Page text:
The public holiday will not be counted as annual leave or sick leave. This means that the public holiday hours will not be taken away from the employee's amount of built-up paid leave.
Example: Public holidays during a period of annual leave
Marissa is a full-time employee who organises to take paid annual leave for 10 days. This period includes Anzac Day, which is a public holiday and falls on a Monday.
As Monday is a day Marissa is regularly rostered to work, she has to be paid for the Anzac Day public holiday. The public holiday won't be taken from her annual leave amount. This means that only 9 days are deducted from Marissa's annual leave balance.
If an employee takes sick leave either side of a public holiday, they should still be paid for the public holiday if it is on a day that they would normally work. Normal sick leave rules apply for the time taken as sick leave and an employer can ask the employee for evidence that shows the reason they took the leave.
If an employee is rostered to work on a public holiday on a day they don’t normally work, and calls in sick, they don’t get paid for that day.
If an employee is taking long service leave on a public holiday, whether an employee gets paid for the public holiday is set out in the state or territory long service leave legislation.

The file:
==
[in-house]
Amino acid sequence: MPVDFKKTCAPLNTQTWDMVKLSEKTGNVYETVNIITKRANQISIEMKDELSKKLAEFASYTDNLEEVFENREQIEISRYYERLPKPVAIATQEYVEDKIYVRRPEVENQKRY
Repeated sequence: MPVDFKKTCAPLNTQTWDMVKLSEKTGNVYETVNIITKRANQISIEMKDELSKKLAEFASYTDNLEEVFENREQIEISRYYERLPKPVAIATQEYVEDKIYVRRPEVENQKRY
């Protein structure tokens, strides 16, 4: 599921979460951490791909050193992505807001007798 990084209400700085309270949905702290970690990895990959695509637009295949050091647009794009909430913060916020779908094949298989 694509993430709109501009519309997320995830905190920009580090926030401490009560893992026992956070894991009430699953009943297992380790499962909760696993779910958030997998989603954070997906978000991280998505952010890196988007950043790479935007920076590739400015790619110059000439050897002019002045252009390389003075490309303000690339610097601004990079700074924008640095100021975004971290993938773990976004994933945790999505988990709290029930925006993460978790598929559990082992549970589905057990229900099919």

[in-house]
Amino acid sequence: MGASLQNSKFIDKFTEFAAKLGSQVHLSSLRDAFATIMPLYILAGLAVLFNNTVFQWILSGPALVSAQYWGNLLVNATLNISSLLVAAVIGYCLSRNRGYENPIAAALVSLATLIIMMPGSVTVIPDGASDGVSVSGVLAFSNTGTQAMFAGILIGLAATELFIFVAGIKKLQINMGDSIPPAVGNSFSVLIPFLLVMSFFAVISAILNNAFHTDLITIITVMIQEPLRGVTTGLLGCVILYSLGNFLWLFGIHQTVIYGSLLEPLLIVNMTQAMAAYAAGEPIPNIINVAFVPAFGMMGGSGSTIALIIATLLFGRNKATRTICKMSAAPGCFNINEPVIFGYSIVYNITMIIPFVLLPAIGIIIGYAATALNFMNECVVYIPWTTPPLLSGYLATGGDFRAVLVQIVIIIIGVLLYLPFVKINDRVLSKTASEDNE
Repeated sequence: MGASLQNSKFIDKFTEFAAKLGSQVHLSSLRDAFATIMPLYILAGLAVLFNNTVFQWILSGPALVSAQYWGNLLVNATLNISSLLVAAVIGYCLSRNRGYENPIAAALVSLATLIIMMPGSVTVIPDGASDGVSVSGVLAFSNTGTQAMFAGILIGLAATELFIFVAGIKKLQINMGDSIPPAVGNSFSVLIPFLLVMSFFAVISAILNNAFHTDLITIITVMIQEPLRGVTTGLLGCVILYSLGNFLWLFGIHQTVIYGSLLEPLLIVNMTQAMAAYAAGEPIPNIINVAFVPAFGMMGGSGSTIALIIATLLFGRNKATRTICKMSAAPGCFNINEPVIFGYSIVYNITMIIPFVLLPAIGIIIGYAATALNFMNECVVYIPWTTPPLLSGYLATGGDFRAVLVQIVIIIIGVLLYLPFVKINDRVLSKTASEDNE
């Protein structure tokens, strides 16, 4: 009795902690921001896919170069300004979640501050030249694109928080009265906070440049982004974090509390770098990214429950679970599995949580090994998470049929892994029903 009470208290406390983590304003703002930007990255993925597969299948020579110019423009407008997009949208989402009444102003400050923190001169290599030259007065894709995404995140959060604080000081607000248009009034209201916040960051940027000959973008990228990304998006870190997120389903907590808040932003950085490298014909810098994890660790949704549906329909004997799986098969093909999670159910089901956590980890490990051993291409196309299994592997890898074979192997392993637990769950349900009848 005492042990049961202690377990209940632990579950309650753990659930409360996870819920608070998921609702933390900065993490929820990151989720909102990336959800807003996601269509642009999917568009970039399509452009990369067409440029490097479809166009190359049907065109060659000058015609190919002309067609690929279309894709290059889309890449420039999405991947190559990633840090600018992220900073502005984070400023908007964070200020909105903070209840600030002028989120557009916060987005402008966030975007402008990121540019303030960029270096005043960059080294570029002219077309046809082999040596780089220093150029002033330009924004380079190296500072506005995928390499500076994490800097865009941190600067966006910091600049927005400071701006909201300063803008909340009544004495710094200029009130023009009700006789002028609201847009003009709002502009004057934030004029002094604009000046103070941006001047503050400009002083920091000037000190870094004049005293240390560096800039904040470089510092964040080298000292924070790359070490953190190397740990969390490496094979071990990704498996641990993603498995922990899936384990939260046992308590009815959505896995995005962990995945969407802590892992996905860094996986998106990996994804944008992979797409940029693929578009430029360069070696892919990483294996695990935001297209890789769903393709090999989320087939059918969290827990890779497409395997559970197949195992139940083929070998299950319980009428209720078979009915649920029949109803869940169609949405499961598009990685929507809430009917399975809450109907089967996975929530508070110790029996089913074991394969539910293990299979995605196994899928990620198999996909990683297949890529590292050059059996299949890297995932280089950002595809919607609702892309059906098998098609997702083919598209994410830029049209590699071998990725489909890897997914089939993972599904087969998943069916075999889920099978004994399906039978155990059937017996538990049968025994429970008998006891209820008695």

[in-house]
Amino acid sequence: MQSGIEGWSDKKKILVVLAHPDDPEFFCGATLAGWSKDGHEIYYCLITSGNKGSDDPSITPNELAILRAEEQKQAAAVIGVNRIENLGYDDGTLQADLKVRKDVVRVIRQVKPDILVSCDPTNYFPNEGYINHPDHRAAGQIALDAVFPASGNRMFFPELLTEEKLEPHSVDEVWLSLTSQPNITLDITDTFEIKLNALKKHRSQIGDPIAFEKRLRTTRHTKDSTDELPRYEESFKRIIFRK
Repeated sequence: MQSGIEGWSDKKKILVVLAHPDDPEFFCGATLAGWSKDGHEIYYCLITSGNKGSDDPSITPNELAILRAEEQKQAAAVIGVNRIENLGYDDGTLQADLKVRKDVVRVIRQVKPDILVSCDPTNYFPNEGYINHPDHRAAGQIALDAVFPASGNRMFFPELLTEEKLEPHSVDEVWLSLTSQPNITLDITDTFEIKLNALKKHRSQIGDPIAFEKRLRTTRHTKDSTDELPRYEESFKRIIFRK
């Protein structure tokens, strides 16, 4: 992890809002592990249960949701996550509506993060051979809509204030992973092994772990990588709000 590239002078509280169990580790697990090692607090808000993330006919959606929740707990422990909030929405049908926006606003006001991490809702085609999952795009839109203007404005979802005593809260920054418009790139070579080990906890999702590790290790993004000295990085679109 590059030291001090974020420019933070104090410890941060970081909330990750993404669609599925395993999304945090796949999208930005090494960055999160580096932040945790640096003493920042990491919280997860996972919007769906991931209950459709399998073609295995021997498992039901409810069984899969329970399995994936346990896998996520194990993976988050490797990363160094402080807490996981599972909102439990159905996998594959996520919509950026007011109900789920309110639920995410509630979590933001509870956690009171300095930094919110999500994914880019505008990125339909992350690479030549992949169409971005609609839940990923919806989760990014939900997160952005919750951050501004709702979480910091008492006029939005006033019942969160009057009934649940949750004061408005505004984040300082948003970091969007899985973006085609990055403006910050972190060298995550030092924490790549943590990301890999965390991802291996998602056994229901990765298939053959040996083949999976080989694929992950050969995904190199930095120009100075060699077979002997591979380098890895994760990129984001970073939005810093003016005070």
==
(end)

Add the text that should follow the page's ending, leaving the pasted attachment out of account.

Unpaid leave and public holidays
An employee isn’t paid for any public holiday that falls during a time when the employee is on unpaid leave.
Source reference: Fair Work Act 2009 s.114 -116
Think a mistake might have been made?
Mistakes can happen. The best way to fix them usually starts with talking.
Check out our Help resolving workplace issues section for practical advice on:
- figuring out if a mistake has been made
- talking to your employer or employee about fixing it
- getting help from us if you can't resolve it.
Want to save this information for later?
If you might need to read this information again, save it for later so you can access it quickly and easily.
You might also be interested in
Page reference No: 1929